“Corning’s decision to expand its operations in Canton is certainly great news. It is a perfect marriage when St. Lawrence hydropower creates jobs in the north country,” NYPA trustee Eugene L. Nicandri said.

Corning’s Canton facility receives a 2.2 megawatt allocation of ReCharge NY power, which was approved by the NYPA trustees in April 2012 in exchange for the firm’s commitment to retain its nearly 200 positions.

In addition to the new permanent jobs, which NYPA says already are being added, the capital investments by the company are expected to support dozens of temporary construction jobs.

Empire State Development is providing the company $750,000 in Excelsior Jobs Program tax credits to assist with the job creation project.

“This allocation by NYPA will reduce Corning’s energy cost, which is a major expenditure at the Canton plant,” Patrick Jackson, director of Corning’s Global Energy Management, said in the release.

Under state law, allocations of power to Northern New York businesses from the St. Lawrence hydroelectric facility are for firms in Franklin, Jefferson and St. Lawrence counties. The electricity is provided at a price that is currently 40 percent less than the wholesale market price in the region. Preservation Power allocations support hundreds of jobs in St. Lawrence County.

By Amanda Purcell, Johnson Newspapers

Dollar Tree to buy peer Family Dollar stores

Dollar Tree announced today it is buying rival discount chain Family Dollar for $8.5 billion, taking over about 8,000 stores.

The retail discounter will have more than 13,000 combined locations after the merger, becoming the largest player in the dollar store market by surpassing current leader Dollar General Corp., which has about 11,300 stores. Dollar Tree will continue to operate Family Dollar stores under the same brand name according to terms of the transaction, which is expected to close by early 2015.

Family Dollar now operates six stores in Jefferson County (Alexandria Bay, Clayton, West Carthage, Adams and two in Watertown), six in St. Lawrence County (Massena, Ogdensburg, Potsdam, Canton, De Kalb and Gouverneur) and one in Lewis County, based in Lowville.

The company did not disclose whether any Dollar Tree or Family Dollar locations would close under the plan, or if jobs would be cut. The combined company will operate stores in 48 states and five Canadian provinces and employ more than 145,000 associates.

Dollar Tree, unlike Family Dollar, sells all of its store merchandise for $1 or less. The company said its fixed pricing has helped attract more customers and increase sales, but it has also created a challenge as inflation has pushed up its costs and pressured profit margins.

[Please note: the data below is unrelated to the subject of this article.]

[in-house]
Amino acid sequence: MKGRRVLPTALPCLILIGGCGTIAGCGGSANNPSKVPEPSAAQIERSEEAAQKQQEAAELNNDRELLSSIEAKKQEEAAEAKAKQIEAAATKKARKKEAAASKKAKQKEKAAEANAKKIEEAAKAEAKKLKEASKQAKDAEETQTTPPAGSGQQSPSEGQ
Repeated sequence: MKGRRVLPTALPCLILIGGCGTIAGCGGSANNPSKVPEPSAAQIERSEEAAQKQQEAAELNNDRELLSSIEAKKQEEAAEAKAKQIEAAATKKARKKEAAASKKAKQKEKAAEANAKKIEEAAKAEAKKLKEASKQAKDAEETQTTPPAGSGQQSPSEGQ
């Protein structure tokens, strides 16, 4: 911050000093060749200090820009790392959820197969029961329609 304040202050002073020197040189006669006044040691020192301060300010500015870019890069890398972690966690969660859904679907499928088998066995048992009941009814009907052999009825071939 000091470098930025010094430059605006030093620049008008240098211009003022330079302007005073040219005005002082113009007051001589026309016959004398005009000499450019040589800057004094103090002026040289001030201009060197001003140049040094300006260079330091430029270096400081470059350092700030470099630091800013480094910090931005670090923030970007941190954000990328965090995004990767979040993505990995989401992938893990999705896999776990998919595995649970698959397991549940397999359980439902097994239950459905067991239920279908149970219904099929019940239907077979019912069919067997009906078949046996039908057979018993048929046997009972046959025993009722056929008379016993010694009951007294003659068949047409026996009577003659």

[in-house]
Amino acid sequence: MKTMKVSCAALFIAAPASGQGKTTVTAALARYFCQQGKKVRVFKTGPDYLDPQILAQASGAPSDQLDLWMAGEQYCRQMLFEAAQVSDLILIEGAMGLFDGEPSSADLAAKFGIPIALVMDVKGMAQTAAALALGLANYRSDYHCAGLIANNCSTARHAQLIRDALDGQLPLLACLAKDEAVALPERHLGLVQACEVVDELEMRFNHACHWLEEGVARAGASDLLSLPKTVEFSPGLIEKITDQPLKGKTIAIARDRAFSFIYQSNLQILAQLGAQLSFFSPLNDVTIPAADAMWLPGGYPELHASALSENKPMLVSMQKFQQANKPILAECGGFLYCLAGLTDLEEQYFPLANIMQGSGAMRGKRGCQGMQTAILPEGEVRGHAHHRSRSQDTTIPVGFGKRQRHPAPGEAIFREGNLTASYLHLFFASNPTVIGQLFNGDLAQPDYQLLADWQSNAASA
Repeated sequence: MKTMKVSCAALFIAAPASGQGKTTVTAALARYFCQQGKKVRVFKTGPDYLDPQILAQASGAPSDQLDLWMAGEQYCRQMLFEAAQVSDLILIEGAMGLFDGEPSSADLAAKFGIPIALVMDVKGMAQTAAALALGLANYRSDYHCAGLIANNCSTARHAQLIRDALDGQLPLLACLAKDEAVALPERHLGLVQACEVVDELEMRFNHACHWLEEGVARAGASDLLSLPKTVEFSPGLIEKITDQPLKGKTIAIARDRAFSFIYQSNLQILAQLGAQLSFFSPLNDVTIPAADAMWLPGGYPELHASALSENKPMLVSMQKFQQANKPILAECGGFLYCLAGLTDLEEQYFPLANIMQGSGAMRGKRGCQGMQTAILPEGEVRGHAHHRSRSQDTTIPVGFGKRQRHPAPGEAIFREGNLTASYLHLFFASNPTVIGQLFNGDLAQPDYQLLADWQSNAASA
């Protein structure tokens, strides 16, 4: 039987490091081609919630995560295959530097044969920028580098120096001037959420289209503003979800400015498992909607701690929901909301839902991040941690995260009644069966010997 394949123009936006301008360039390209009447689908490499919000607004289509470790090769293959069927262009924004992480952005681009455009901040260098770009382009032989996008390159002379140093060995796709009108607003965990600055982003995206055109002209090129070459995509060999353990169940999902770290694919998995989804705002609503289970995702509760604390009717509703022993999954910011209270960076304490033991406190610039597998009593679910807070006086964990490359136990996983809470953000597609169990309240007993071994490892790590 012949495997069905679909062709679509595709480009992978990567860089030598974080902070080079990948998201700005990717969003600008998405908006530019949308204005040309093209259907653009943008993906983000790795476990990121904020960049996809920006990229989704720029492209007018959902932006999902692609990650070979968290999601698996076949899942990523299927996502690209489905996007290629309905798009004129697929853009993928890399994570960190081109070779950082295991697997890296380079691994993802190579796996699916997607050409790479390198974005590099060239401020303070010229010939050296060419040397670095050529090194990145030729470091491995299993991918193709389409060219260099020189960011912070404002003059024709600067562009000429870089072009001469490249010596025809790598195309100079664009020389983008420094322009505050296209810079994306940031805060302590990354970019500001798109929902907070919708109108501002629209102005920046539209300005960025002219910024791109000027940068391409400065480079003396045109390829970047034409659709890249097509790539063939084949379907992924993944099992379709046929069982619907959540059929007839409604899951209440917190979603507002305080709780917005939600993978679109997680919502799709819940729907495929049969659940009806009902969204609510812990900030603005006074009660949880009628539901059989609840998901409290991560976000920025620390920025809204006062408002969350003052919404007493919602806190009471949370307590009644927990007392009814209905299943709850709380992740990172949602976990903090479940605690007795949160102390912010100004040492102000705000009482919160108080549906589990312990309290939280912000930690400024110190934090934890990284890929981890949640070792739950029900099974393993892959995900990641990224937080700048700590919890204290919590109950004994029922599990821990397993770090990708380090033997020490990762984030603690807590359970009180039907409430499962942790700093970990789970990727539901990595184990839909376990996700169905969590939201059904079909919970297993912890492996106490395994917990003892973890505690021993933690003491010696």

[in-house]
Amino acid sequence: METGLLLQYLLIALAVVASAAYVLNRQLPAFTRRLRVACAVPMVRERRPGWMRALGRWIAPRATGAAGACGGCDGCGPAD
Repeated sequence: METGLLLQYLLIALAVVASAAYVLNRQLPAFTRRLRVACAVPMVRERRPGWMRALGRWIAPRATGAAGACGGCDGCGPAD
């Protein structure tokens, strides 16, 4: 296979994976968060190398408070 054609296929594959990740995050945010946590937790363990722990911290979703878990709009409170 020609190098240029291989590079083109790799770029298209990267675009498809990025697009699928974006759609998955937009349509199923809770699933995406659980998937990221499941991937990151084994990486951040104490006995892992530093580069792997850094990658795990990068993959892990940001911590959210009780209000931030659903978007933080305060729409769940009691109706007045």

Dollar Tree CEO Bob Sasser called the merger with Family Dollar a “transformational opportunity” in Monday’s news release.

“This acquisition will extend our reach to lower-income customers and strengthen and diversify our store footprint,” Mr. Sasser said in the release. “We plan to leverage best practices across both organizations to deliver significant synergies, while we accelerate and augment Family Dollar’s recently introduced strategic initiatives. Combined, our growth potential is enhanced with improved opportunities to increase the productivity of the stores and to open more stores across multiple banners.”

Knowlton Technologies to be sold to Eastman Chemical Co.

Knowlton employs about 130 workers at its Factory Street plant. Justin Sorensen / NNY Business

Knowlton employs about 130 workers at its Factory Street plant. Justin Sorensen / NNY Business

Knowlton Technologies LLC, the country’s longest-running paper mill and one of the city’s most prominent businesses, is being sold to Eastman Chemical Co. of Kingsport, Tenn., Eastman announced Thursday. [Read more...]

Schumer pushes for biogas tax credit for upstate dairy industry

Schumer

Schumer

Sen. Charles E. Schumer is making a push in Congress for a tax credit to spur the construction of biogas facilities in upstate New York, which could be used by manufacturers of dairy products to convert waste into renewable energy.

Called the Biogas Investment Tax Credit Act, the proposal would provide a tax credit equal to 30 percent of the cost of building a biogas processing plant, Mr. Schumer, D-N.Y., said Wednesday during a conference call with reporters. Those savings would be an incentive for dairy farmers and manufacturers of yogurt and cheese to invest in biogas processing plants, he said.

Such facilities would enable them to covert whey byproduct or manure into energy to offset on-site energy needs, or to sell back to the energy grid at a profit. [Read more...]

Farmland in south Jefferson County sold for $4.2 million

Larry F. Stinson, seen at his business Tug Edge Outdoor & More in Adams in 2010, has sold about 1,070 acres of farmland. Justin Sorensen / NNY Business